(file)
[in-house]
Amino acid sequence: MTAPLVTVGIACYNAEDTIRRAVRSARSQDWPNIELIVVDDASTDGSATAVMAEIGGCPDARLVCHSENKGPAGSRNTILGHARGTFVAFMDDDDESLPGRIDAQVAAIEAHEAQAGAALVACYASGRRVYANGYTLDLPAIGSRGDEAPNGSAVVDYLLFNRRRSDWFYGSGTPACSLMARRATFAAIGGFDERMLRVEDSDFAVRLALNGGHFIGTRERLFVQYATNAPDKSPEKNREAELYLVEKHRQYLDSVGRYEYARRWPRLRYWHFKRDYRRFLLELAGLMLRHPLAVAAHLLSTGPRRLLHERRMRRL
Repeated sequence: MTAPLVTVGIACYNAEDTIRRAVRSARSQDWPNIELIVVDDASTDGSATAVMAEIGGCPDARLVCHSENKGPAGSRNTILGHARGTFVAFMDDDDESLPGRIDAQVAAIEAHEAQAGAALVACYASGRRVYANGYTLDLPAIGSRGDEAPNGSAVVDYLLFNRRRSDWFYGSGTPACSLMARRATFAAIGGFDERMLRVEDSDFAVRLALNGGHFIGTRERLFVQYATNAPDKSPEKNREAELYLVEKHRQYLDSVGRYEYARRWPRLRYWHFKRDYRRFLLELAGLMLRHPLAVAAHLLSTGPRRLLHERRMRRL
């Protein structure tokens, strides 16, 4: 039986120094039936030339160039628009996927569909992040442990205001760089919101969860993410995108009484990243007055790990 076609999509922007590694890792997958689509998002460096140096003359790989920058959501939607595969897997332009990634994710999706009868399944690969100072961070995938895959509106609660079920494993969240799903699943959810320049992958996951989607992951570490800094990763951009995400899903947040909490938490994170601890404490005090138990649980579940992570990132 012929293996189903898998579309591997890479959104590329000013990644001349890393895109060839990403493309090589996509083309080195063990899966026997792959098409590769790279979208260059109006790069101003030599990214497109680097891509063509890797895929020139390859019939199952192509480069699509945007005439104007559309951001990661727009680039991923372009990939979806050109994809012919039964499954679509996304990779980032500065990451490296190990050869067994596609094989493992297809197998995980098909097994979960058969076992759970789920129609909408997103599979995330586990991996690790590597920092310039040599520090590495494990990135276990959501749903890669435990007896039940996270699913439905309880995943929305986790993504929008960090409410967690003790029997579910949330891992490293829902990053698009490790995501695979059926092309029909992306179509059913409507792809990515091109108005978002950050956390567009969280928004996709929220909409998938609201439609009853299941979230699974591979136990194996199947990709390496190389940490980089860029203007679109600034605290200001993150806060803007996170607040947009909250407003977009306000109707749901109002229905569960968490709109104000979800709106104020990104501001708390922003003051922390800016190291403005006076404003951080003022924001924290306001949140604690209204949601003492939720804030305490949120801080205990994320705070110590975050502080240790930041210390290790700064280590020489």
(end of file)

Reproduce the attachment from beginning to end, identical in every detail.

[in-house]
Amino acid sequence: MTAPLVTVGIACYNAEDTIRRAVRSARSQDWPNIELIVVDDASTDGSATAVMAEIGGCPDARLVCHSENKGPAGSRNTILGHARGTFVAFMDDDDESLPGRIDAQVAAIEAHEAQAGAALVACYASGRRVYANGYTLDLPAIGSRGDEAPNGSAVVDYLLFNRRRSDWFYGSGTPACSLMARRATFAAIGGFDERMLRVEDSDFAVRLALNGGHFIGTRERLFVQYATNAPDKSPEKNREAELYLVEKHRQYLDSVGRYEYARRWPRLRYWHFKRDYRRFLLELAGLMLRHPLAVAAHLLSTGPRRLLHERRMRRL
Repeated sequence: MTAPLVTVGIACYNAEDTIRRAVRSARSQDWPNIELIVVDDASTDGSATAVMAEIGGCPDARLVCHSENKGPAGSRNTILGHARGTFVAFMDDDDESLPGRIDAQVAAIEAHEAQAGAALVACYASGRRVYANGYTLDLPAIGSRGDEAPNGSAVVDYLLFNRRRSDWFYGSGTPACSLMARRATFAAIGGFDERMLRVEDSDFAVRLALNGGHFIGTRERLFVQYATNAPDKSPEKNREAELYLVEKHRQYLDSVGRYEYARRWPRLRYWHFKRDYRRFLLELAGLMLRHPLAVAAHLLSTGPRRLLHERRMRRL
């Protein structure tokens, strides 16, 4: 039986120094039936030339160039628009996927569909992040442990205001760089919101969860993410995108009484990243007055790990 076609999509922007590694890792997958689509998002460096140096003359790989920058959501939607595969897997332009990634994710999706009868399944690969100072961070995938895959509106609660079920494993969240799903699943959810320049992958996951989607992951570490800094990763951009995400899903947040909490938490994170601890404490005090138990649980579940992570990132 012929293996189903898998579309591997890479959104590329000013990644001349890393895109060839990403493309090589996509083309080195063990899966026997792959098409590769790279979208260059109006790069101003030599990214497109680097891509063509890797895929020139390859019939199952192509480069699509945007005439104007559309951001990661727009680039991923372009990939979806050109994809012919039964499954679509996304990779980032500065990451490296190990050869067994596609094989493992297809197998995980098909097994979960058969076992759970789920129609909408997103599979995330586990991996690790590597920092310039040599520090590495494990990135276990959501749903890669435990007896039940996270699913439905309880995943929305986790993504929008960090409410967690003790029997579910949330891992490293829902990053698009490790995501695979059926092309029909992306179509059913409507792809990515091109108005978002950050956390567009969280928004996709929220909409998938609201439609009853299941979230699974591979136990194996199947990709390496190389940490980089860029203007679109600034605290200001993150806060803007996170607040947009909250407003977009306000109707749901109002229905569960968490709109104000979800709106104020990104501001708390922003003051922390800016190291403005006076404003951080003022924001924290306001949140604690209204949601003492939720804030305490949120801080205990994320705070110590975050502080240790930041210390290790700064280590020489």